Expert's tips on best brain training to fend off dementia

Community Options Illawarra representative Kate Troy, who has helped organise a Wollongong dementia forum, using the Brainy App. Picture: GREG TOTMAN

Community Options Illawarra representative Kate Troy, who has helped organise a Wollongong dementia forum, using the Brainy App. Picture: GREG TOTMAN

Learning a new language or some new dance moves could help reduce your risk of dementia, according to a brain training expert who will address a Wollongong forum later this month.

Associate Professor Michael Valenzuela - part of the team that developed the Brainy App - is the keynote speaker at the Living Positively with Dementia forum at The Builders Club on July 30.

Prof Valenzuela said while completing the odd crossword or Sudoku puzzle were great, people needed to look for more challenging brain training activities as they aged.

"The three key things you can do to protect yourself from dementia are to include more mental activity, more physical activity and more social networking," he said.

"If you can find activities that combine all three things, it will help you to lower your risk of dementia and maintain a healthy brain as much as possible. For instance, studies show that learning to dance, particularly partner dancing, is very effective as it's not just a physical activity, it involves a lot of learning as you memorise moves and put them into sequences, and it also has that social aspect. Things like tai chi and yoga are also perfect in this way."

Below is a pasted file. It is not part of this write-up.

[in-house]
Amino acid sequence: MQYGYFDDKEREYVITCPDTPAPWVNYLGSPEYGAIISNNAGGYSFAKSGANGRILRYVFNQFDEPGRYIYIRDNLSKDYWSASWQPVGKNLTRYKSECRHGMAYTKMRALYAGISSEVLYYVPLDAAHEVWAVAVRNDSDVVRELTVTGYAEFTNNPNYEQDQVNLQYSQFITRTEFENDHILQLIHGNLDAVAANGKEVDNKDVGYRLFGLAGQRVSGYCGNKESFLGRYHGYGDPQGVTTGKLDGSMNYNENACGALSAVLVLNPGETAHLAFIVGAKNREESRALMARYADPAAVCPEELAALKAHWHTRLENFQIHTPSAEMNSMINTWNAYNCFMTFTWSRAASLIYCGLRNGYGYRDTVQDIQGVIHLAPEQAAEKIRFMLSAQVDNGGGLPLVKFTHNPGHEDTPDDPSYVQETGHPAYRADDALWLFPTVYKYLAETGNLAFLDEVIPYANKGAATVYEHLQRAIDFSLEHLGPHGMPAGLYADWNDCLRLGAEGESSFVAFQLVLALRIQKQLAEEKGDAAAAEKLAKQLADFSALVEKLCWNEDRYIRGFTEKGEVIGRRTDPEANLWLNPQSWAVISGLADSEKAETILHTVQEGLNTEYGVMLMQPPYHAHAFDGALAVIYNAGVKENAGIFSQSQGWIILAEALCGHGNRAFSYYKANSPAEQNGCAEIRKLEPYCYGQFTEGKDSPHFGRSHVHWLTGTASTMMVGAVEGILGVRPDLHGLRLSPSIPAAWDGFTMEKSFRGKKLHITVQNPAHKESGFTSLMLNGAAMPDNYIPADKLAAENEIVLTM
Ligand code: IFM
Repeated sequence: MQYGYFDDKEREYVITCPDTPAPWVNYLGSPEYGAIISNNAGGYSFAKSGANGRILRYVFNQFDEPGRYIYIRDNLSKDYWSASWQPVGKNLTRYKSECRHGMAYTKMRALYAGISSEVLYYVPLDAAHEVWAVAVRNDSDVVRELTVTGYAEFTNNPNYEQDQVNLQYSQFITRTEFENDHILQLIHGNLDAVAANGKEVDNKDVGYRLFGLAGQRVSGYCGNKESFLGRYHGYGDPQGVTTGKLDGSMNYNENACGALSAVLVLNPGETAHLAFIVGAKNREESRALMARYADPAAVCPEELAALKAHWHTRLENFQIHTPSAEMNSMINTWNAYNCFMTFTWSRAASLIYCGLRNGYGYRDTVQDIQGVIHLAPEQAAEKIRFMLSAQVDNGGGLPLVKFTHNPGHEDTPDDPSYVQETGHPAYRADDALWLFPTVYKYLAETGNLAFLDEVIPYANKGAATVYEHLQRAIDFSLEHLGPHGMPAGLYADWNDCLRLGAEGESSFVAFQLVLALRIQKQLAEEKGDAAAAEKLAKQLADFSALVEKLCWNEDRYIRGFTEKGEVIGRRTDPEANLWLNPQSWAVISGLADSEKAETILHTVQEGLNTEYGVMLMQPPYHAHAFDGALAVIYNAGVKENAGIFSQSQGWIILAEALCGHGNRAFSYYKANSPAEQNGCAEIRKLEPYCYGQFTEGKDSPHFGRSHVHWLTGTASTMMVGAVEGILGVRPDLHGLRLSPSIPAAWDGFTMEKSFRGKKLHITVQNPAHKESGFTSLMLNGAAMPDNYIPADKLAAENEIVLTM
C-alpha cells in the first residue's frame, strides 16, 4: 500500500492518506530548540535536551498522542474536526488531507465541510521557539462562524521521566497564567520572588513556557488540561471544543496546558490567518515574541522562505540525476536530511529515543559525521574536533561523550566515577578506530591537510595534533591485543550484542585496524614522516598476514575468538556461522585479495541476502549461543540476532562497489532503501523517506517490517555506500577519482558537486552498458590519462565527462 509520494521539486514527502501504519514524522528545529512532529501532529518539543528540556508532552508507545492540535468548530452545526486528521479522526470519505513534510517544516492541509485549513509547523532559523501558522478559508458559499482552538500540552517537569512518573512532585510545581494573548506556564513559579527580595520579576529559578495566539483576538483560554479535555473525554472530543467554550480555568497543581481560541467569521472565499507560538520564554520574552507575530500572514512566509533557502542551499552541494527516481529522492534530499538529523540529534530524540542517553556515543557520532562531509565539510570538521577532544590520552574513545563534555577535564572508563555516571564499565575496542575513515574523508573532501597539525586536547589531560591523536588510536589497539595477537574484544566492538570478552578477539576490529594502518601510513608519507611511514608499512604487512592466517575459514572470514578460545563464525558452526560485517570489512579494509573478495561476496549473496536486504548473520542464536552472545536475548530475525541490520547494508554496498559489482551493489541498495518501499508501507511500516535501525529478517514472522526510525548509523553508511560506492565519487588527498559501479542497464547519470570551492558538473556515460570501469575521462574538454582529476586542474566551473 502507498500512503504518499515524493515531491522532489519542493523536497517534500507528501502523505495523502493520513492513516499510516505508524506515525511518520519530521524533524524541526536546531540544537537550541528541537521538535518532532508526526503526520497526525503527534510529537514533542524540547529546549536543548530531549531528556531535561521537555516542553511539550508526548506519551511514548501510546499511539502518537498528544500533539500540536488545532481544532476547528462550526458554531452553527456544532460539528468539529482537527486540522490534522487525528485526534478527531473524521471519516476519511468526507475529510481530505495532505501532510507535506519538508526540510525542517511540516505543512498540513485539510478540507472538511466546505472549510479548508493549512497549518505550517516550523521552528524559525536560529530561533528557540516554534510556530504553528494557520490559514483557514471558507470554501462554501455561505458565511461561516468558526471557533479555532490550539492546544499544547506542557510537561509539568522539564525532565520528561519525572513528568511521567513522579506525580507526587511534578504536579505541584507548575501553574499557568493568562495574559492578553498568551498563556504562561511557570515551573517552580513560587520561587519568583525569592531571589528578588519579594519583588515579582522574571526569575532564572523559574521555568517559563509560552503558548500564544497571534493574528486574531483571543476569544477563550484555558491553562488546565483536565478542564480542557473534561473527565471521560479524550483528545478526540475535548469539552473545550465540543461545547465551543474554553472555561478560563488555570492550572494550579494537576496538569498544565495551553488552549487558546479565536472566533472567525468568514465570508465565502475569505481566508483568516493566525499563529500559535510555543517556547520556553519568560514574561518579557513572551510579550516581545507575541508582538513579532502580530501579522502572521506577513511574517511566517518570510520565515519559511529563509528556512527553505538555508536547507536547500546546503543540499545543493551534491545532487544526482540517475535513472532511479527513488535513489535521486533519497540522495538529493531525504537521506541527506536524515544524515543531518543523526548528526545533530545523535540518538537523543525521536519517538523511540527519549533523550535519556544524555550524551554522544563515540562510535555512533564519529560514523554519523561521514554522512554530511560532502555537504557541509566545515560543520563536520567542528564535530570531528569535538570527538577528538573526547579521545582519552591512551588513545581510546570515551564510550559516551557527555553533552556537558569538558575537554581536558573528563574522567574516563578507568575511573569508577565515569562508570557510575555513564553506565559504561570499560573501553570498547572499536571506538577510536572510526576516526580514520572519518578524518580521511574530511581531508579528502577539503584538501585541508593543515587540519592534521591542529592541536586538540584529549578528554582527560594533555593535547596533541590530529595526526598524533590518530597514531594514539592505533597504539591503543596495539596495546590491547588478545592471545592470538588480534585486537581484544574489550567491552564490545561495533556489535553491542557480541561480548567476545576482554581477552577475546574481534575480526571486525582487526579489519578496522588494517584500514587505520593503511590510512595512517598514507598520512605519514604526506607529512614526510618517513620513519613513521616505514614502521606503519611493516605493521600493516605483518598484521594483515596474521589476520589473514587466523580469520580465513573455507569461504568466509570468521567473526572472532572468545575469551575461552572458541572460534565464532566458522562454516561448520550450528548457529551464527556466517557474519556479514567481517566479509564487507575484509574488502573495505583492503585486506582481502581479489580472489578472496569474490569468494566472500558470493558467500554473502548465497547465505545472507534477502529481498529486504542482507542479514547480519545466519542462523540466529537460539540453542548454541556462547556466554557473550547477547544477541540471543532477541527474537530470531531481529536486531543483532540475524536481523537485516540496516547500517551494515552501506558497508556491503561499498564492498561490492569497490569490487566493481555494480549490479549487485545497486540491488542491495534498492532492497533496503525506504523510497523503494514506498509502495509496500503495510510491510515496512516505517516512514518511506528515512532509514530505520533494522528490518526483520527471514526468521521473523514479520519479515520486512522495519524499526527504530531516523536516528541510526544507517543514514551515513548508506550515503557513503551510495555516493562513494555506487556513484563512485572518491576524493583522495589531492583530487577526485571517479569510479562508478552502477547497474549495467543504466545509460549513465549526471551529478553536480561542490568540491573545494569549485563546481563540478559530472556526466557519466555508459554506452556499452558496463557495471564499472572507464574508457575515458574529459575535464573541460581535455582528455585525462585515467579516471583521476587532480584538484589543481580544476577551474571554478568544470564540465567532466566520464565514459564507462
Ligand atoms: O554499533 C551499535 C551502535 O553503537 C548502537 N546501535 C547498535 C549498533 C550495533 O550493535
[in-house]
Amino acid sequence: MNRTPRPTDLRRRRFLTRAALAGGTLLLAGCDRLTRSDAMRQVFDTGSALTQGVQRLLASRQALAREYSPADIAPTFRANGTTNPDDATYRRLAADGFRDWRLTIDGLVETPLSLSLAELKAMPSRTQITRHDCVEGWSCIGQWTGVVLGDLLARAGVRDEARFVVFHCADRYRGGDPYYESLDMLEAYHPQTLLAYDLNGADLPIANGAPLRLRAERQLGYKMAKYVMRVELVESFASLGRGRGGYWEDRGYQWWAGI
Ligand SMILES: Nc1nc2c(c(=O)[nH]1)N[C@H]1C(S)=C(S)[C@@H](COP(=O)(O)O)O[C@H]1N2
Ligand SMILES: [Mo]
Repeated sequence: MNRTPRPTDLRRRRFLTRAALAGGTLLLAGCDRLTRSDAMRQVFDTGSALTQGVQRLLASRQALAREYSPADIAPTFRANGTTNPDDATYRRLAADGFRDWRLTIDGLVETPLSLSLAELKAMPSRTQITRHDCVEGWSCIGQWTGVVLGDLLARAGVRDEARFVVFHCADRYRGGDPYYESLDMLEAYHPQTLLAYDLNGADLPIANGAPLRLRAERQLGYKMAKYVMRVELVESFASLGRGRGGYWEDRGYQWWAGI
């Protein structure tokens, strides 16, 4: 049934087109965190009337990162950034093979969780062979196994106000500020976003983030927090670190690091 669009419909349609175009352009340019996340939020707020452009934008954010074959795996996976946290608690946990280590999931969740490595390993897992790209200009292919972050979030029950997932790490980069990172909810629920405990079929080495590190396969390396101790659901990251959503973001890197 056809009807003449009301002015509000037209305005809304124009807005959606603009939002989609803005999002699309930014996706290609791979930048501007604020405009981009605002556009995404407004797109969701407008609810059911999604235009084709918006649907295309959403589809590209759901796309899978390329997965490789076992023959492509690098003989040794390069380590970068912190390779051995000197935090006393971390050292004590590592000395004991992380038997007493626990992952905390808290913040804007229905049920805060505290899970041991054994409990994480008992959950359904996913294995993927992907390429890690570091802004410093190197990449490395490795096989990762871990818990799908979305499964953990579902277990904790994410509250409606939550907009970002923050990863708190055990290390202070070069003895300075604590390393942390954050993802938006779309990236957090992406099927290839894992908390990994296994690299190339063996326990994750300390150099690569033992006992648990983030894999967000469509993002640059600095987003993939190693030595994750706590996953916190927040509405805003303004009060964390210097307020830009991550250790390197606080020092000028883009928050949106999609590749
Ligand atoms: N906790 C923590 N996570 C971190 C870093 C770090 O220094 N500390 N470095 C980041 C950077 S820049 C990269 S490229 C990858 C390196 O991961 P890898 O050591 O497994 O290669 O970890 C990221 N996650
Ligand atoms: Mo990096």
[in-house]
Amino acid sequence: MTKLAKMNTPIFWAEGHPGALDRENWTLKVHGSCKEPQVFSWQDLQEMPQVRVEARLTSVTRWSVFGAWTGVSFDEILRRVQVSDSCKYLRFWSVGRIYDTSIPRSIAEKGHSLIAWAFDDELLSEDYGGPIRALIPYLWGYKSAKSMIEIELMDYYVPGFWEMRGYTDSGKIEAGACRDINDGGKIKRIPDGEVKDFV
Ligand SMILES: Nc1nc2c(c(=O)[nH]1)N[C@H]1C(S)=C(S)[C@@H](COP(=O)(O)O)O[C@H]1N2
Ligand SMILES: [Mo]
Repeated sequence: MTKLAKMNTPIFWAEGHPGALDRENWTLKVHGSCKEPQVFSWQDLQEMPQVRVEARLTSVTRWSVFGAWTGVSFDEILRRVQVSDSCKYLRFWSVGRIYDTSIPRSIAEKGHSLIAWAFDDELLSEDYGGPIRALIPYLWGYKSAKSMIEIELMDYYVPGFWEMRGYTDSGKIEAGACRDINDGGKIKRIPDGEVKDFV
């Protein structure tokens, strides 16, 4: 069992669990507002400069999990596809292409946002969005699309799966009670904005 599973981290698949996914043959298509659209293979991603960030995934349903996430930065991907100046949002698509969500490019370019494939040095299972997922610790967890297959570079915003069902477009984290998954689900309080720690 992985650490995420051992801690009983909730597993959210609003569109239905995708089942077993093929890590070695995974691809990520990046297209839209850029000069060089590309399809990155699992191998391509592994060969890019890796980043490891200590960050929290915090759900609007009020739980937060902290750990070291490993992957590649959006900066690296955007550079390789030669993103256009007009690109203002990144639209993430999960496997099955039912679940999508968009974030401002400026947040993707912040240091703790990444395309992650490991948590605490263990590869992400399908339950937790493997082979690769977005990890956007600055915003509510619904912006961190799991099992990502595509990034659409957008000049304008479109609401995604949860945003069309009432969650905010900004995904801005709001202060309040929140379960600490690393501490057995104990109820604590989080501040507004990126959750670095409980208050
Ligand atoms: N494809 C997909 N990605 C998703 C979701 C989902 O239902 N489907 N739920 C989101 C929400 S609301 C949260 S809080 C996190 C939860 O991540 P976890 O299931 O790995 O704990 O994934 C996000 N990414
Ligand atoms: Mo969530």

Prof Valenzuela said recent research also confirmed the benefits of learning a new language to stave off dementia.

"The study showed that learning a second language delayed the presentation of dementia by six to seven years."

Prof Valenzuela, from the Brain and Mind Research Institute at Sydney University, said the effects of such learning activities could be measured.

"It starts at a molecular, biochemical level and if you keep doing that activity over weeks and months, it ends up translating to structural changes in the brain," he said.

The Brainy App, developed for Alzheimer's Australia's dementia risk reduction program, allows users to assess their risk of developing dementia and then helps them reduce those risks.

"Based on the user's profile, the app will develop or custom build a program and will send reminders to them - whether that's to enrol in a new learning activity or to get a blood pressure check," Prof Valenzuela said. "It also includes some brain training games."

For more information on the Wollongong dementia forum, or to register, call (02) 8875 4663 or email NSW.education@alzheimers.org.au.

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